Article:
Essays of Arthur Schopenhauer: On Human Nature

Displaying 1 - 7 of 7
Category: Philosophy
Men who aspire to a happy, a brilliant and a long life, instead of to a virtuous one, are like foolish actors who want to be always having the great parts,—the parts that are marked by splendour and triumph. They fail to see that the important thing is not what or how much , but how they act. Since a man does not alter , and his moral character remains absolutely the same all through his life; since he must play out the part which he has received, without the least deviation from the character; since neither experience, nor philosophy, ...
Category: Philosophy
The philosophers of the ancient world united in a single conception a great many things that had no connection with one another. Of this every dialogue of Plato's furnishes abundant examples. The greatest and worst confusion of this kind is that between ethics and politics. The State and the Kingdom of God, or the Moral Law, are so entirely different in their character that the former is a parody of the latter, a bitter mockery at the absence of it. Compared with the Moral Law the State is a crutch instead of a limb, an automaton instead of a man. ...
Category: Philosophy
No thoughtful man can have any doubt, after the conclusions reached in my prize-essay on Moral Freedom , that such freedom is to be sought, not anywhere in nature, but outside of it. The only freedom that exists is of a metaphysical character. In the physical world freedom is an impossibility. Accordingly, while our several actions are in no wise free, every man's individual character is to be regarded as a free act. He is such and such a man, because once for all it is his will to be that man. For the will itself, and in itself, and ...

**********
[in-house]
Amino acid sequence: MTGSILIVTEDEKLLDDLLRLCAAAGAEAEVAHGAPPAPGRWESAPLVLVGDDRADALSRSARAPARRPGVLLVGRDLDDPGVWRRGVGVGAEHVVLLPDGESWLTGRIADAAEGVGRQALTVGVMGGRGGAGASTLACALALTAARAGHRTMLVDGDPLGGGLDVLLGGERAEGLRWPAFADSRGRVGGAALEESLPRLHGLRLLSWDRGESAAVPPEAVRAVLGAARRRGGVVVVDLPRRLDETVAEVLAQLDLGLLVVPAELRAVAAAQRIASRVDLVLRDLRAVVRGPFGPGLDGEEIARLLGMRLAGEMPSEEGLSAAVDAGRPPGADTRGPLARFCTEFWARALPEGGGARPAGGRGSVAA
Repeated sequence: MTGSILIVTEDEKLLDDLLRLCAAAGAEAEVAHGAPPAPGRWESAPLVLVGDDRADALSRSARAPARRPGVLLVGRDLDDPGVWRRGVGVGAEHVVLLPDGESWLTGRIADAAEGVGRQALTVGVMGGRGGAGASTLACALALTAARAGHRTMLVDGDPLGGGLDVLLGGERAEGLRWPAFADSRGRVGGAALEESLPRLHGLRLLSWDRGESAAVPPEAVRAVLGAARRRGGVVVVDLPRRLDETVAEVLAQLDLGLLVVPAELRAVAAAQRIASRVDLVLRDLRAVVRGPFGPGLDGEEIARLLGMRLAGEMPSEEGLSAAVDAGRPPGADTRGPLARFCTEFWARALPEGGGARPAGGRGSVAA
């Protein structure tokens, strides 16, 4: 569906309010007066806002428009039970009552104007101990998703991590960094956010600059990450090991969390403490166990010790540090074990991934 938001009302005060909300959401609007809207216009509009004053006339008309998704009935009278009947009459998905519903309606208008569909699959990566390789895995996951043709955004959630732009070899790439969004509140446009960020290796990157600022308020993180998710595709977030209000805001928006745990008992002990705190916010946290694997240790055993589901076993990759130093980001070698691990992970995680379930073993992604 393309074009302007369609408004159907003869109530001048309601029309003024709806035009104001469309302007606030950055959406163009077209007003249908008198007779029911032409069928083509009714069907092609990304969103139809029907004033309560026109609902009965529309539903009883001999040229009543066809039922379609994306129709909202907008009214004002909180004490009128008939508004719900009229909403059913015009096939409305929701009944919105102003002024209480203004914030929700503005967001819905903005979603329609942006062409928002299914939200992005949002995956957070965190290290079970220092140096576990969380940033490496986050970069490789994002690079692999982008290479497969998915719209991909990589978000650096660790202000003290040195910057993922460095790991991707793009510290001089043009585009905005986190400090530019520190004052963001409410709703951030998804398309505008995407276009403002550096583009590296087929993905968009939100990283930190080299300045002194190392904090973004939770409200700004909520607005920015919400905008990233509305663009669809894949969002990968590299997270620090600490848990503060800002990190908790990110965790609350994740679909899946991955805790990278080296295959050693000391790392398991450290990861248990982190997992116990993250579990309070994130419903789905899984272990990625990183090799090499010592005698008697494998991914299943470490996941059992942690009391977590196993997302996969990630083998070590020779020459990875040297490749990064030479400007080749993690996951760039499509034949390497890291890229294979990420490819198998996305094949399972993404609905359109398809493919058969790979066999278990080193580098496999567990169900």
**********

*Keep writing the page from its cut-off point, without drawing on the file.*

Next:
Category: Philosophy
It is a characteristic failing of the Germans to look in the clouds for what lies at their feet. An excellent example of this is furnished by the treatment which the idea of Natural Right has received at the hands of professors of philosophy. When they are called upon to explain those simple relations of human life which make up the substance of this right, such as Right and Wrong, Property, State, Punishment and so on, they have recourse to the most extravagant, abstract, remote and meaningless conceptions, and out of them build a Tower of Babel reaching to the ...
Category: Philosophy
Truths of the physical order may possess much external significance, but internal significance they have none. The latter is the privilege of intellectual and moral truths, which are concerned with the objectivation of the will in its highest stages, whereas physical truths are concerned with it in its lowest. For example, if we could establish the truth of what up till now is only a conjecture, namely, that it is the action of the sun which produces thermoelectricity at the equator; that this produces terrestrial magnetism; and that this magnetism, again, is the cause of the aurora borealis , these ...
Category: Philosophy
An act done by instinct differs from every other kind of act in that an understanding of its object does not precede it but follows upon it. Instinct is therefore a rule of action given à priori . We may be unaware of the object to which it is directed, as no understanding of it is necessary to its attainment. On the other hand, if an act is done by an exercise of reason or intelligence, it proceeds according to a rule which the understanding has itself devised for the purpose of carrying out a preconceived aim. Hence it is ...
Category: Philosophy
Translated By T. Bailey Saunders The following essays are drawn from the chapters entitled Zur Ethik and Zur Rechtslehre und Politik which are to be found both in Schopenhauer's Parerga and in his posthumous writings. As in my previous volumes, so also in this, I have omitted a few passages which appeared to me to be either antiquated or no longer of any general interest. For convenience' sake I have divided the original chapters into sections, which I have had to name; and I have also had to invent a title which should express their real scope. The reader will ...